.sAddress = "Address 2"
            },
            New Server() With {
                .sName = "Server 3",
                .sAddress = "Address 3"
            },
            New Server() With {
                .sName = "Server 4",
                .sAddress = "Address 4"
            },
            New Server() With {
                .sName = "Server 5",
                .sAddress = "Address 5"
            }
        }
    End Sub
    Public Shared Function GetaServer() As theServers
        Return sInstance
    End Function
    Public ReadOnly Property NextServer() As Server
        Get
            Dim r As Integer = rNum.Next(sList.Count)
            Return sList(r)
        End Get
    End Property
End Class
Class Server
    Public Property sName() As String
    Public Property sAddress() As String
End Class

You might not immediately recognize that this code does the same thing as the definition example above, but it does! In this case, the generic list of servers is initialized in the private New constructor. To prove it, I have coded a Windows Forms application with four "users" (four buttons) that calls the class through the common access point, GetaServer.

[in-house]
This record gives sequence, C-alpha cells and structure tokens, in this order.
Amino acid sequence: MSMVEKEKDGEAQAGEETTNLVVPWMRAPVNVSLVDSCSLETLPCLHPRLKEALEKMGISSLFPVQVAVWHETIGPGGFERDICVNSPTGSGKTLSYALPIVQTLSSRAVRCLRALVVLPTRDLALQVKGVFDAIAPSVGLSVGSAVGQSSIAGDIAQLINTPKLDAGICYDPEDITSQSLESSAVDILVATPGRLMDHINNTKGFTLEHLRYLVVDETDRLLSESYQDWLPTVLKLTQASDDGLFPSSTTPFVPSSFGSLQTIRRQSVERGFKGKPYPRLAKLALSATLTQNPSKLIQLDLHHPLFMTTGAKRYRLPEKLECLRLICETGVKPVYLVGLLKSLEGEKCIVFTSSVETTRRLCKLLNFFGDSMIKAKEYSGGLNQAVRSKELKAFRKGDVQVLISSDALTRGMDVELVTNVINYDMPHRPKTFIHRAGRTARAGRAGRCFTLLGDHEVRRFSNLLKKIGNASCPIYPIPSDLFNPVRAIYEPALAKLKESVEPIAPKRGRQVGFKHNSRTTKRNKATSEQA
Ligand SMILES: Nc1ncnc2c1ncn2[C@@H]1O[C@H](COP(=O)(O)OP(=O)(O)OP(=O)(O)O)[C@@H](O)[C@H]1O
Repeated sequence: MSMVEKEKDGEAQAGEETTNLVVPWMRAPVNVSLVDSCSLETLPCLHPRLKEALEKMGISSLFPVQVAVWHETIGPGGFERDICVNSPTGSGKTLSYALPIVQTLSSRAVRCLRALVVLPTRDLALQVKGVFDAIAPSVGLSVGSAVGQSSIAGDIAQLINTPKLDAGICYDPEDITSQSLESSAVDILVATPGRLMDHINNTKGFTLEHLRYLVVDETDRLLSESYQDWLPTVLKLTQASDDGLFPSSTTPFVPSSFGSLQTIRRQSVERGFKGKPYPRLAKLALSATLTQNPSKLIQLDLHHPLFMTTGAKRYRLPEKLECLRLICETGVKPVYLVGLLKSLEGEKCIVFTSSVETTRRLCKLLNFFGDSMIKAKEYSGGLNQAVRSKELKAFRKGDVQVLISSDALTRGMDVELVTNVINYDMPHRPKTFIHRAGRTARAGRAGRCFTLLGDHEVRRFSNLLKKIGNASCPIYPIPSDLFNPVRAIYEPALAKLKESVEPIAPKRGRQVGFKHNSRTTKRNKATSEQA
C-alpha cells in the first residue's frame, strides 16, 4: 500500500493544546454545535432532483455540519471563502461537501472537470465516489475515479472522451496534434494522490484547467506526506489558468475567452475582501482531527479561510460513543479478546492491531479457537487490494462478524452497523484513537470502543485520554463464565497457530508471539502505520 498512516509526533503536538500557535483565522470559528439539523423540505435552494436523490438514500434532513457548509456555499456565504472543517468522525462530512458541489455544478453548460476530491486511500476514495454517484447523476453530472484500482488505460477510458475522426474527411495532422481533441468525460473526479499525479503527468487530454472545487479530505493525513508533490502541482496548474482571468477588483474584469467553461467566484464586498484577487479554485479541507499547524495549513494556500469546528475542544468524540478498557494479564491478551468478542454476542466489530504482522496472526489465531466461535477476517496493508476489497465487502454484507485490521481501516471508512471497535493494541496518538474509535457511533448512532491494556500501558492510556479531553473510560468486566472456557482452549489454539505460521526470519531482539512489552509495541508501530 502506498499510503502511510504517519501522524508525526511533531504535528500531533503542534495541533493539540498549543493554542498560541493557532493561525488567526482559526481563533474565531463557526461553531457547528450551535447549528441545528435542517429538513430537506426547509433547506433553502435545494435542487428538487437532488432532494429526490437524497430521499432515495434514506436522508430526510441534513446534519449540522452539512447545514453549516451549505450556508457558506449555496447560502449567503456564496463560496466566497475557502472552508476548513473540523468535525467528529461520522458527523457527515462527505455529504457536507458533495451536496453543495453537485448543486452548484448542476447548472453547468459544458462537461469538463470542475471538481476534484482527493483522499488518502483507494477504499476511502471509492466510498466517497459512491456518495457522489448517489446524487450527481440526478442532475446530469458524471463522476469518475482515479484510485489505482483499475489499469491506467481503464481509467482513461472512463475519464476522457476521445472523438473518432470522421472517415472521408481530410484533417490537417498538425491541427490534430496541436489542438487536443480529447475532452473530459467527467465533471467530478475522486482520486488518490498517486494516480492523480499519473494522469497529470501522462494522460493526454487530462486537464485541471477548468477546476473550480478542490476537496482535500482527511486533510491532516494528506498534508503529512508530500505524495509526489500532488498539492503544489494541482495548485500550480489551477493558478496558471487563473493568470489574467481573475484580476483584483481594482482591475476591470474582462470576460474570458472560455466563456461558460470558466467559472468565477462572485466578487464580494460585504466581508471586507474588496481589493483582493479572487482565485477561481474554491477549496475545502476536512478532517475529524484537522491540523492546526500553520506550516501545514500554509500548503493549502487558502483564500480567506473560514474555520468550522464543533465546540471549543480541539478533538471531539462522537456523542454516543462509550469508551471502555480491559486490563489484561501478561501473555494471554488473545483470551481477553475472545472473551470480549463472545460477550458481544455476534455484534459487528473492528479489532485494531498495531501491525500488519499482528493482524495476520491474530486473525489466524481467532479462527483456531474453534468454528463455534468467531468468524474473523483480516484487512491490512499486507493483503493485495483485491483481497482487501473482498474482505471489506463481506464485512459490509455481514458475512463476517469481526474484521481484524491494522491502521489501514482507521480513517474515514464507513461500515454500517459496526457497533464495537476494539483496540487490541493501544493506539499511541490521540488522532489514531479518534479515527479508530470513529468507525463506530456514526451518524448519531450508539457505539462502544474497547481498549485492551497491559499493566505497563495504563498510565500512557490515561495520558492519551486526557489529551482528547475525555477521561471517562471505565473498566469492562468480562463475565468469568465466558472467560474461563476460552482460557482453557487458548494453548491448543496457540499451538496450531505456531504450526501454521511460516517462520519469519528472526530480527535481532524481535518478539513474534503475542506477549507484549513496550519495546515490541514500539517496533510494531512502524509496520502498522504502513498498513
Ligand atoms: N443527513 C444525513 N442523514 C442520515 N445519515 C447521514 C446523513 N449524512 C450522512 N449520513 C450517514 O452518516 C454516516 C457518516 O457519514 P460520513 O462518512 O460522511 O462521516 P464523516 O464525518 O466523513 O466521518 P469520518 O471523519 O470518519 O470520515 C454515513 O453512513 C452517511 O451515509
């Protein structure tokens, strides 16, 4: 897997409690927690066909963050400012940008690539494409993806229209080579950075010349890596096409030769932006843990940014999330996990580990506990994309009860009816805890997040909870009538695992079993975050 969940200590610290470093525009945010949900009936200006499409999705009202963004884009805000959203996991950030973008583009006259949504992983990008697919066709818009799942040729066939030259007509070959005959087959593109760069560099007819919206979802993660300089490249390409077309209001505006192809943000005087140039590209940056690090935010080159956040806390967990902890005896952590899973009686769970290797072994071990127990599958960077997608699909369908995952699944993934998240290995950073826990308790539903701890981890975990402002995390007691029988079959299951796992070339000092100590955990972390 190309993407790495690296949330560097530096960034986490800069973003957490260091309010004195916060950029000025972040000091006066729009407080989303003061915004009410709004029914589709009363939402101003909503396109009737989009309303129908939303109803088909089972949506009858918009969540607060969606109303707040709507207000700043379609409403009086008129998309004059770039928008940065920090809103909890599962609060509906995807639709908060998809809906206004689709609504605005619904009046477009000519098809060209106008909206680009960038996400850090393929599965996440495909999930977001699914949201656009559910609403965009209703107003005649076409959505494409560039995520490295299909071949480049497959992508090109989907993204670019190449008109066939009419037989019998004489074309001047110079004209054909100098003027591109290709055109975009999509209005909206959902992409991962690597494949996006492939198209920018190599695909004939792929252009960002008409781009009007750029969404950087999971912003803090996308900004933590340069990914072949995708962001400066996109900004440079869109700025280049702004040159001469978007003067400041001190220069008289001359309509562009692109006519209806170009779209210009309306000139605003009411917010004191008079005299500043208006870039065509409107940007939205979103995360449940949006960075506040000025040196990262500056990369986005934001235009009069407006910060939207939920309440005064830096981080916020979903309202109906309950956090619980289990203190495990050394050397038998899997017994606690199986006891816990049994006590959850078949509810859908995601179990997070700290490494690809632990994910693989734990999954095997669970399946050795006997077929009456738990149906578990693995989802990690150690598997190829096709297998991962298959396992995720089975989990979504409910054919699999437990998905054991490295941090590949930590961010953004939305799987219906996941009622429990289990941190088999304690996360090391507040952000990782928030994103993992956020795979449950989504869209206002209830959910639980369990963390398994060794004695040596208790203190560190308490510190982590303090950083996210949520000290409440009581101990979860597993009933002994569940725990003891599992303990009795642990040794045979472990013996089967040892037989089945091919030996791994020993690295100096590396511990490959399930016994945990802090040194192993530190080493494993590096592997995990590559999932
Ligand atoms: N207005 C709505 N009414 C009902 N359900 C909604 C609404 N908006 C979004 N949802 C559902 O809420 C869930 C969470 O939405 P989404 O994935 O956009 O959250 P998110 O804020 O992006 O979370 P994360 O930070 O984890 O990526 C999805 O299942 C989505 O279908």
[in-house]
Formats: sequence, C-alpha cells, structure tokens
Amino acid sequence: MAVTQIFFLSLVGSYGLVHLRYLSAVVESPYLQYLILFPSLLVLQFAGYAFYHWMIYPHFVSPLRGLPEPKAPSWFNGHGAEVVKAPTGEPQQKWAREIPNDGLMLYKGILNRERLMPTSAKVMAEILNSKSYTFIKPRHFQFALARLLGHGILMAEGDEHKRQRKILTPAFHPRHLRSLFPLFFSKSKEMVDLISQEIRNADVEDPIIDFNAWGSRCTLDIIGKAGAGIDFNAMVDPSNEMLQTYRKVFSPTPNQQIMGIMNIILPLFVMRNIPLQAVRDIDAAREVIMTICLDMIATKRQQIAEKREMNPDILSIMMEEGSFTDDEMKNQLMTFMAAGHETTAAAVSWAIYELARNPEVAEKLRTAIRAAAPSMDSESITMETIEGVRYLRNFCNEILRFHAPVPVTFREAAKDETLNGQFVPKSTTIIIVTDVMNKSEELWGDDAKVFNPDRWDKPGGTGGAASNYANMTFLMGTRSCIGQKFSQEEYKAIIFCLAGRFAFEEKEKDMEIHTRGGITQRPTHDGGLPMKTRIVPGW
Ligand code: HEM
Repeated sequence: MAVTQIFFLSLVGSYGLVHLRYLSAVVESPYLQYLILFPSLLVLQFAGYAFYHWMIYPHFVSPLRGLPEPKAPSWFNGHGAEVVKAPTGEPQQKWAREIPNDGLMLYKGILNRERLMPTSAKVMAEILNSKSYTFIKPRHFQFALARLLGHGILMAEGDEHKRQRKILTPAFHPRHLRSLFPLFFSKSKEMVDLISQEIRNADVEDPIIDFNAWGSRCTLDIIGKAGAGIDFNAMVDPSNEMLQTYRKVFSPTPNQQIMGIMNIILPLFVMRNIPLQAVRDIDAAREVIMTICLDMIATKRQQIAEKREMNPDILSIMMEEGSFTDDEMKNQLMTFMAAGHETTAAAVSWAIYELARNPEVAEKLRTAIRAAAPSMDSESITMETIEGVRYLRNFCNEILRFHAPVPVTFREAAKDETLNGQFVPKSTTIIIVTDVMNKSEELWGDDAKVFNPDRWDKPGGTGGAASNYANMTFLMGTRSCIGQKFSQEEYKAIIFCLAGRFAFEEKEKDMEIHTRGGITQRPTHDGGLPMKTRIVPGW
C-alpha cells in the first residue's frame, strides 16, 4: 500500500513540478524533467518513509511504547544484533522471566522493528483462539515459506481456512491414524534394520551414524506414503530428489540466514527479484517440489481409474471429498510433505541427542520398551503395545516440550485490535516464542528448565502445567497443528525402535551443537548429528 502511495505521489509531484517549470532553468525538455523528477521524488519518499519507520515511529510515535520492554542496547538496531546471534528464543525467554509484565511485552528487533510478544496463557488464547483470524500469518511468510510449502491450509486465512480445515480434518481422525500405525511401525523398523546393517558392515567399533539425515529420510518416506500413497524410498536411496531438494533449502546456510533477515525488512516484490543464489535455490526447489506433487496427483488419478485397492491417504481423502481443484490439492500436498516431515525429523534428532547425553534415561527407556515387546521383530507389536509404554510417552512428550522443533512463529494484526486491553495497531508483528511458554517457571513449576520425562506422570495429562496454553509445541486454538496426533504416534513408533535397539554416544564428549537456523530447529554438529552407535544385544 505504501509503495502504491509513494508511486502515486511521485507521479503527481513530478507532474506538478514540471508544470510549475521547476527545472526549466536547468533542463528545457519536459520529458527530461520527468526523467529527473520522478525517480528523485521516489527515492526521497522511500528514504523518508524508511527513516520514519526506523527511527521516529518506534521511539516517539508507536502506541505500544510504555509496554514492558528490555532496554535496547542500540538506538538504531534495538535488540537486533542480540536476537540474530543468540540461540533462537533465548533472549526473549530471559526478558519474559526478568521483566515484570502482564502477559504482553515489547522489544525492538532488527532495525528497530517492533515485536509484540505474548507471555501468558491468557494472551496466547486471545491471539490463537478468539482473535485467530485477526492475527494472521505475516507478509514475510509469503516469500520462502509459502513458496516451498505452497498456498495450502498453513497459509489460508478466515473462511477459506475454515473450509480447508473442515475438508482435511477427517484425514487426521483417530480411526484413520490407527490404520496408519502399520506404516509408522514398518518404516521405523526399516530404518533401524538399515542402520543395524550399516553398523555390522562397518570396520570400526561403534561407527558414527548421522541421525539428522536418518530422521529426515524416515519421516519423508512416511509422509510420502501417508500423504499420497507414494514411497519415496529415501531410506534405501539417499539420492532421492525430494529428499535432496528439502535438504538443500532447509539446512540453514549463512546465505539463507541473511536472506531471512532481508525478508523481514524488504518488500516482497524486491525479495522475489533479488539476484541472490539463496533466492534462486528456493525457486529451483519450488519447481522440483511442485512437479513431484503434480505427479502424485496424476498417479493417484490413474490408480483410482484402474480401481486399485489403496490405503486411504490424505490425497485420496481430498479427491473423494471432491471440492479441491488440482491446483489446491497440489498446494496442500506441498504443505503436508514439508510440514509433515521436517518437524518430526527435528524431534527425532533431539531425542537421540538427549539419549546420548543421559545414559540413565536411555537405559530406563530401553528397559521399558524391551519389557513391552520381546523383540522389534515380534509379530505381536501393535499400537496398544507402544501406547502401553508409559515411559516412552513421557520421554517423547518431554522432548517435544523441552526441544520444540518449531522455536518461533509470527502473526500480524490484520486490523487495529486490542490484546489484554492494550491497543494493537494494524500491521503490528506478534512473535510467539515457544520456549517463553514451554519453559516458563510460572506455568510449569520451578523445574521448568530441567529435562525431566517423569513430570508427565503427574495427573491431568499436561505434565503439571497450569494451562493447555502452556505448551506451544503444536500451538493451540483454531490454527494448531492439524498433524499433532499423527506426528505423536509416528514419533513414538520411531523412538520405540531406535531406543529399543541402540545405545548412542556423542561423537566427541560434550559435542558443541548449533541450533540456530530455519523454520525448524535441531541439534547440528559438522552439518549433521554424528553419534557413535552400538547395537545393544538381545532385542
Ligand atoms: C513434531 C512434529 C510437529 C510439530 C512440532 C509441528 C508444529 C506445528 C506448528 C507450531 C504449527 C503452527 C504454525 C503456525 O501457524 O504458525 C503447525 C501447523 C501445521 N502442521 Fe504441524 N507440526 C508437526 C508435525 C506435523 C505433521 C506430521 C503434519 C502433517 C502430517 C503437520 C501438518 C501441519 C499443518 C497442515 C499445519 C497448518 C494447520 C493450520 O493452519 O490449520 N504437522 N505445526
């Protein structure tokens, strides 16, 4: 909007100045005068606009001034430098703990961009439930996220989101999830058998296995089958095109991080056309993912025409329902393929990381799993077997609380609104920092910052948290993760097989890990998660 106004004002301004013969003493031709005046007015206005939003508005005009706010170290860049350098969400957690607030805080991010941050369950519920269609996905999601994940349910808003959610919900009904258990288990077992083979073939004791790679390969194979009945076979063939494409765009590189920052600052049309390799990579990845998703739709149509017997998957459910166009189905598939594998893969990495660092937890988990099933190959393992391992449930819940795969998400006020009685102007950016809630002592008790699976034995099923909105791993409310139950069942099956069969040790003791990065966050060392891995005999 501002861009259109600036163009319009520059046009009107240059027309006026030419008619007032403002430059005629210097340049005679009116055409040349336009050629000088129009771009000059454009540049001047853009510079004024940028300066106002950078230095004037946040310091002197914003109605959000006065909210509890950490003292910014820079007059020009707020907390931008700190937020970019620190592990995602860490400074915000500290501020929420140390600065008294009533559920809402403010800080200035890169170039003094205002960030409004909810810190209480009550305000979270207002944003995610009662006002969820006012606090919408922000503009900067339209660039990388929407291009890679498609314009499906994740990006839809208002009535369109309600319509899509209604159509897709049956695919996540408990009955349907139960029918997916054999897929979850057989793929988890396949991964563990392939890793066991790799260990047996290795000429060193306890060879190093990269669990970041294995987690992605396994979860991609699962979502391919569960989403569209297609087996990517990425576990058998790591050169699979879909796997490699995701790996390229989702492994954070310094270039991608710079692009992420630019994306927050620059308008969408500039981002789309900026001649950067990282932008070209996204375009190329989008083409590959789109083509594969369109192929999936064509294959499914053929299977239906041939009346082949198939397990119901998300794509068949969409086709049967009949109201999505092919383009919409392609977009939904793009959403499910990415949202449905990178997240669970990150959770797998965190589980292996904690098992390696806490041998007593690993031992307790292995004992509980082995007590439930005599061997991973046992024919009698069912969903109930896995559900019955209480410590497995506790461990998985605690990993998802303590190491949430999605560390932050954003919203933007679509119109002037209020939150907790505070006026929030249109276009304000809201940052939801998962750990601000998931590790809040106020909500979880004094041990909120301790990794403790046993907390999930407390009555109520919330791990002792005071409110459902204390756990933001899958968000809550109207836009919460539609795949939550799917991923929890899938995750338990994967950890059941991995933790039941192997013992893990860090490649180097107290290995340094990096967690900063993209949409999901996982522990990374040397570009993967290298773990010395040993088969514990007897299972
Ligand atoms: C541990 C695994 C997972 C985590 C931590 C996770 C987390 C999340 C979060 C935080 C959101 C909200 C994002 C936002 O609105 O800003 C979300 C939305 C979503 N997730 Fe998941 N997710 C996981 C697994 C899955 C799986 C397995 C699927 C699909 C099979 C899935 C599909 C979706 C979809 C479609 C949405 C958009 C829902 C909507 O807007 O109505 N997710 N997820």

Each button uses code like this:


Private Sub GetaServer1_Click(
    sender As System.Object, e As System.EventArgs
    ) Handles GetaServer1.Click
    Dim s As theServers = theServers.GetaServer()
    If s Is sInit Then Console.WriteLine("Same instance")
    lblServerAssigned1.Text = s.NextServer.sName
End Sub

The first time the Singleton is called, I assign it to a global variable like this:


Friend sInit As theServers = theServers.GetaServer()

I only do this so I can check to make sure that each server object "Is" the same as the one assigned in the Dim statement. Otherwise, it wouldn't be necessary.

The end result looks like this:

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Click Here to display the illustration